It was a busy President’s Day holiday at Alyeska Ski Resort in Girdwood. But for some who work here, especially those who ski in the back country, it was a day of loss. Many know the three skiers who were killed in Sunday’s avalanche near Seattle.
“It was a big shocker to the whole snow community for sure,” said Brad Cosgrove who works as a guide for Chugach Powder Guides, which takes skiers to back country slopes by helicopter.
Cosgrove also knows the Girdwood woman who survived, Elyse Saugstad, who credits an avalanche airbag backpack with saving her life.
Saugstad told the Seattle Times that Sunday’s snow slide carried her 2,000 feet down the mountain. When she landed, she was completely buried, except for her head and hands, which is exactly what an avalanche airbag is supposed to do – increase your chances of landing on top of the avalanche, where you can be rescued quickly and easily found.
Cosgrove always wears his avalanche airbag when he’s in the back country and believes it’s a good insurance policy, despite the cost which can range between $500 to more than $1,000 dollars. He hopes that the cost will eventually come down.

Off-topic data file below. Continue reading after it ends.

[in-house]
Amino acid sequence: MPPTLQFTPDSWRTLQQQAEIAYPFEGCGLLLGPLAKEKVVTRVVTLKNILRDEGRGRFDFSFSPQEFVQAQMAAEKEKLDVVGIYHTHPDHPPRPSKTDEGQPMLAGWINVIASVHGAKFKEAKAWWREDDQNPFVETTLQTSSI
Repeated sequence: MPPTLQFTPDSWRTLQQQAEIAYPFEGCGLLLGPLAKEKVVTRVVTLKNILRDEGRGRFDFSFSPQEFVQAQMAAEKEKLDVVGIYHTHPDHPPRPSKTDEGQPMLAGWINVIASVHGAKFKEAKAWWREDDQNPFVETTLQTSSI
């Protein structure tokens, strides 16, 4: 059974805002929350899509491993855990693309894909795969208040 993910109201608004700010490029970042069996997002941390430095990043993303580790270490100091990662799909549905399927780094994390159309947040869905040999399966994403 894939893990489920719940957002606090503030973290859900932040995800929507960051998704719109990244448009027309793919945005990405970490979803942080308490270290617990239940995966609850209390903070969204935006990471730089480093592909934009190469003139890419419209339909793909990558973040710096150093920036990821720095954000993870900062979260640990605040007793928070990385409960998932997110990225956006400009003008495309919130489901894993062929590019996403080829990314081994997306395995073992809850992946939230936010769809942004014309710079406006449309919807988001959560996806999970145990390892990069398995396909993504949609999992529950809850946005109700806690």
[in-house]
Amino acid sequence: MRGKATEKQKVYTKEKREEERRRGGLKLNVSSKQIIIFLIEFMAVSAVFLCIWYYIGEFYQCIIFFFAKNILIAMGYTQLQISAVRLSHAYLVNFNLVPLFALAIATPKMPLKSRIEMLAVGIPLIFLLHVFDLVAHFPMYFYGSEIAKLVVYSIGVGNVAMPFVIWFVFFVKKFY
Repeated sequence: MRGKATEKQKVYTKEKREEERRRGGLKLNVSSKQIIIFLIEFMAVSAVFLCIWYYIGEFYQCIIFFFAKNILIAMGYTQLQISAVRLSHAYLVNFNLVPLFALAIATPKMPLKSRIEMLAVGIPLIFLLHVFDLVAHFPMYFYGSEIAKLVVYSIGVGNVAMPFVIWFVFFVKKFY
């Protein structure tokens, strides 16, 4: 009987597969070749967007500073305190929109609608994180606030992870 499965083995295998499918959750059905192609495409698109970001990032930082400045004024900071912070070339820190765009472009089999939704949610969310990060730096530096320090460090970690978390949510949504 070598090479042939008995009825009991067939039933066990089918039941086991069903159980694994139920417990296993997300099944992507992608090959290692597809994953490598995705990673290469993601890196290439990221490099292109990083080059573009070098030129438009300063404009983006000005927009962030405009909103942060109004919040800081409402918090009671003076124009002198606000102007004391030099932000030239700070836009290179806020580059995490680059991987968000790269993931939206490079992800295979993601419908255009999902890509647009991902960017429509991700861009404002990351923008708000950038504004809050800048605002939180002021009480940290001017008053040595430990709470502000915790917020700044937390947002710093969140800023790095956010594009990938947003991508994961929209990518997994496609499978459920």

Chugach Powder Guides doesn’t require their skiers to wear them but rents the airbag. Cosgrove says he’s glad more are choosing this option.
The backpack has a compressed air container inside. When the skier pulls the rip cord, it inflates two bright orange flotation devices that look like wings, which help the skier ride the top of the avalanche.
Even though Elyse Saugstad survived Sunday’s snow slide, she told NBC’s Today Show that the experience was terrifying.
“Don’t get me wrong. It’s not like you’re taking an inner tube ride down some snowy field,” said Saugstad, “You are definitely in an avalanche, and it feels like you are in a washing machine – and you are being flipped and tumbled, and it’s white the entire way.”
Cosgrove says he hopes Saugstad’s story of survival will encourage more back country skiers to use the airbag, but he also worries that as the device’s reputation grows, some skiers who use them will take more risks.
“Despite all your safety equipment that you’ve got on, you need to go out and make good decisions anyways,” says Cosgrove. “The idea is not to get caught in an avalanche.”
Cosgrove says the backpack airbags should never replace standard safety equipment such as the avalanche beacon, shovel and probe – as well as a decision making process based on knowledge about avalanche danger.